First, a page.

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Let $G$ be a group.

  1. Prove that the relation $a\sim b$ if $b=gag^{-1}$ for some $g\in G$, is an equivalence relation on $G$.
  2. Prove that $\forall u,v\in G$, $uv\sim vu$.

So I've proved (1). My confusion lies in the fact that they appear to be the same question. I'm sure I must be wrong, but my approach was to again show that $\sim$ is an equivalence relation. My proof is as follows:

Proof.

  1. Suppose $u,v\in G$. Then $e(uv)e^{-1}=uv$. Therefore $uv\sim uv$ and $\sim$ is reflexive.
  2. Suppose $uv\sim vu$ and that $u,v\in G$. Then $vu=g(uv)g^{-1}$ and \begin{align} g^{-1}(vu)g&=g^{-1}(g(uv)g^{-1})g\\\ &=(g^{-1}g)uv(g^{-1}g)\\\ &=uv \end{align} Therefore, $uv\sim vu$ and $\sim$ is symmetric.
  3. Suppose $uv\sim vu$ and $vu\sim xy$. Then, there exists $g,h\in G$ such that $vu=g(uv)g^{-1}$ and $xy=h(vu)h^{-1}$. Then, \begin{align} xy&=h(vu)h^{-1}\\\ &=h(g(uv)g^{-1}\\\ &=(hg)uv(hg)^{-1}\\\ &=uv \end{align} Therefore $uv\sim xy$ and $\sim$ is transitive.

Thus, thus $uv\sim vu$ for all $u,v\in G$.

And this proof is almost the same as the proof I did for (1), so naturally I'm second guessing my answer for (2). Any help would be greatly appreciated.

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    $\begingroup$ You're assuming the conclusion. $\endgroup$
    – user403337
    Feb 24, 2020 at 0:48
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    $\begingroup$ @ChrisCuster I thought so when I was writing it, and maybe I need to review my relations proofs, but I thought for reflexive we prove that $uv\sim uv$, symmetry we prove that if $uv\sim vu$ then $vu\sim uv$ and then transitivity that if $uv\sim vu$ and $vu\sim xy$ then $uv\sim xy$. $\endgroup$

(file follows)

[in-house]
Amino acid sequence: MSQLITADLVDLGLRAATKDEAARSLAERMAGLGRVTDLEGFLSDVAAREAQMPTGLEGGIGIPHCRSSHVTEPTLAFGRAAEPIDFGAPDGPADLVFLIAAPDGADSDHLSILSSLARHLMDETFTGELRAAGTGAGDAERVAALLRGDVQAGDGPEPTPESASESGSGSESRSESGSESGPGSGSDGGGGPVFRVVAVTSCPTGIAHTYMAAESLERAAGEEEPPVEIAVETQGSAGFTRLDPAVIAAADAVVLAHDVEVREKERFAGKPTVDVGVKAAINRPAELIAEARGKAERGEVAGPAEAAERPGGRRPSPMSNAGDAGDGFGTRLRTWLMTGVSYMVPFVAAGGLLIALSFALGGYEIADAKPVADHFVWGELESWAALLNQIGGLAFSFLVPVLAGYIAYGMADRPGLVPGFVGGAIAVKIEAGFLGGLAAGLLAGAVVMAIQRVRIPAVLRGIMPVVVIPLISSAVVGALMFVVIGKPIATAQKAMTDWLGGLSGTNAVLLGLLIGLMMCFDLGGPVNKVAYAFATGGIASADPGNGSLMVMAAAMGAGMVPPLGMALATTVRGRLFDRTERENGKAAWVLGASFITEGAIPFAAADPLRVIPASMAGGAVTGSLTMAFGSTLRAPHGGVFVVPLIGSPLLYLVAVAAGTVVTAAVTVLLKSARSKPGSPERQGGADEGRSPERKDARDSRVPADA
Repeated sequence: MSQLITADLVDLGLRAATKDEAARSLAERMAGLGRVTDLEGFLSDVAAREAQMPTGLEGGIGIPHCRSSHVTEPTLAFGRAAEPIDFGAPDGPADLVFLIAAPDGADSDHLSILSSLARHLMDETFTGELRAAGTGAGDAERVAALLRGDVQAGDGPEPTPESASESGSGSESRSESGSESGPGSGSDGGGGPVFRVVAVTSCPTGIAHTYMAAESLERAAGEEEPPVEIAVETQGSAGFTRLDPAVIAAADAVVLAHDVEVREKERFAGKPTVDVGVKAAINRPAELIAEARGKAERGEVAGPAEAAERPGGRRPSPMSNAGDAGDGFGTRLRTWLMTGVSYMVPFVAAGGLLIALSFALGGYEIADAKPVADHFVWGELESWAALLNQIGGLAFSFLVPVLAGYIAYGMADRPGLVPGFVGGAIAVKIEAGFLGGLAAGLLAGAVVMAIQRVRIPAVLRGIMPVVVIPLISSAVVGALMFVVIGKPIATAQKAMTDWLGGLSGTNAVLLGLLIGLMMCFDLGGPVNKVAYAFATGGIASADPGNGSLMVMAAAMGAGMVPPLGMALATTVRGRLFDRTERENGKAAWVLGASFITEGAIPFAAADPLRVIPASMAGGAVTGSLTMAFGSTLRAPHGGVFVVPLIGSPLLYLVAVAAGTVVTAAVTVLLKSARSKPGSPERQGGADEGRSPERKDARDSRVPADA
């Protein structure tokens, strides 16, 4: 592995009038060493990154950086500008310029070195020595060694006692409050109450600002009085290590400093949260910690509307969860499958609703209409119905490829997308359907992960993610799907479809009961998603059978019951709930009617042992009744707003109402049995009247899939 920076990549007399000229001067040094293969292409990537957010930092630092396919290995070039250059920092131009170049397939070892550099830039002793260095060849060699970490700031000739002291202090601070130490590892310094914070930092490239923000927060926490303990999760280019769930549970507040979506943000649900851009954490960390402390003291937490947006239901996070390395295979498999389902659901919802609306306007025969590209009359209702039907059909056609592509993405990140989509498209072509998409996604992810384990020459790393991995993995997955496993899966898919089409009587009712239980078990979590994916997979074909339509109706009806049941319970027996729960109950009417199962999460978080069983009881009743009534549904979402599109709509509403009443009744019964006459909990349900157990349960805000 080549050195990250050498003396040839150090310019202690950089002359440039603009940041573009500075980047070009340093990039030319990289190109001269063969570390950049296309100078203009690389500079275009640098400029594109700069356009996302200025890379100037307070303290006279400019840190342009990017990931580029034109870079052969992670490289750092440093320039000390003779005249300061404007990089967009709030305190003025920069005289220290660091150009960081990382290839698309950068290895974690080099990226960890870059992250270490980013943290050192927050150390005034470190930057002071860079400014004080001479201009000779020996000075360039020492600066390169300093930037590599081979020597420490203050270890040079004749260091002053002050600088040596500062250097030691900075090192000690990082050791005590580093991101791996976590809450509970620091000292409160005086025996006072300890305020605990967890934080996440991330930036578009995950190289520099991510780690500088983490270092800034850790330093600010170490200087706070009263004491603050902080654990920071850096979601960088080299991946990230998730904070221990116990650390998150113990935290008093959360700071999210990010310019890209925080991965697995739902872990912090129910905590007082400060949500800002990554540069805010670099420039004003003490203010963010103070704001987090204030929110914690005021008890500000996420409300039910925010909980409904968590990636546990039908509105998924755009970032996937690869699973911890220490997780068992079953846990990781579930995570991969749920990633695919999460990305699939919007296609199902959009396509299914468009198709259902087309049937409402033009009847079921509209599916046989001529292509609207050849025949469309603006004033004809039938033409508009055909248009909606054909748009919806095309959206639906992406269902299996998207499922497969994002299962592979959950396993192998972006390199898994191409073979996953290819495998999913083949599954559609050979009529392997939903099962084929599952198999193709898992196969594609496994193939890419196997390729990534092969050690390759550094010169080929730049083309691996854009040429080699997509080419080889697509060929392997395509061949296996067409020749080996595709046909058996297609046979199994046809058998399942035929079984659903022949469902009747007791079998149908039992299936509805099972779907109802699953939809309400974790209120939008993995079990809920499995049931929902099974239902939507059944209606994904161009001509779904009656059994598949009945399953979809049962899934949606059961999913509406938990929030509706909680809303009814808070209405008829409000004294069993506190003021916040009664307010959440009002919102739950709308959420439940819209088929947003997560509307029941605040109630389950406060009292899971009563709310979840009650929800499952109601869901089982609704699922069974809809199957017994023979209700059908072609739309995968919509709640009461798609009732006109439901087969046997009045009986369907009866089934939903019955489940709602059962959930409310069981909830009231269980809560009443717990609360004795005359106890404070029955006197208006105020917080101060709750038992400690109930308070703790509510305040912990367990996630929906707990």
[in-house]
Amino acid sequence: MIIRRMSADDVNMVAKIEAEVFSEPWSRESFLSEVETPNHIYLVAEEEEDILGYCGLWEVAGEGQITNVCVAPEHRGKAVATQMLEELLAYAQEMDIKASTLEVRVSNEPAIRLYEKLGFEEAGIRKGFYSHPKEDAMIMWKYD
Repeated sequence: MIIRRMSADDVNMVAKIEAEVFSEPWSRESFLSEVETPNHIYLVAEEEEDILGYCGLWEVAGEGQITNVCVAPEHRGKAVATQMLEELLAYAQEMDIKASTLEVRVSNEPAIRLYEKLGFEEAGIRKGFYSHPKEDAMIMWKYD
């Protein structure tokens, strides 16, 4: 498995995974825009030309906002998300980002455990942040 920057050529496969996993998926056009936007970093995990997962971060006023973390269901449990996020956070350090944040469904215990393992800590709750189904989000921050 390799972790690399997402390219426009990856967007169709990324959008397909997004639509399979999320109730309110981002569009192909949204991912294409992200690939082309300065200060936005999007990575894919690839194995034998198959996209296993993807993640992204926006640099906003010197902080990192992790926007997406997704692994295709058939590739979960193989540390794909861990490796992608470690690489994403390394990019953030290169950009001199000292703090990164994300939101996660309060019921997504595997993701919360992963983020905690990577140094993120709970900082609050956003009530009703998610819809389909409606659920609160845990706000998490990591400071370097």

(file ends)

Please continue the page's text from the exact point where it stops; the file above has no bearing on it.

– Van-Sama
    Feb 24, 2020 at 0:53
  • $\begingroup$ You don't want to show that $uv\sim uv$ for reflexivity, but that $u\sim u$. Similarly, for symmetry and transitivity. $\endgroup$ Feb 24, 2020 at 1:09

2 Answers 2

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For the second part we need to show $uv\sim vu$ for any $u,v\in G$. So we need to find $ g \in G$ such that $ vu = g (uv)g^{-1}$ ... $g=u^{-1}$ will do.

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    $\begingroup$ Oh.. I see it. I suppose I struggle with knowing what I'm supposed to be doing. This was much simpler than I thought. Thank you. $\endgroup$
    – Van-Sama
    Feb 24, 2020 at 1:44
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You simply need a $g\in G$ such that $guvg^{-1}=vu$. But $g=v$ works: $vuvv^{-1}=vu$.

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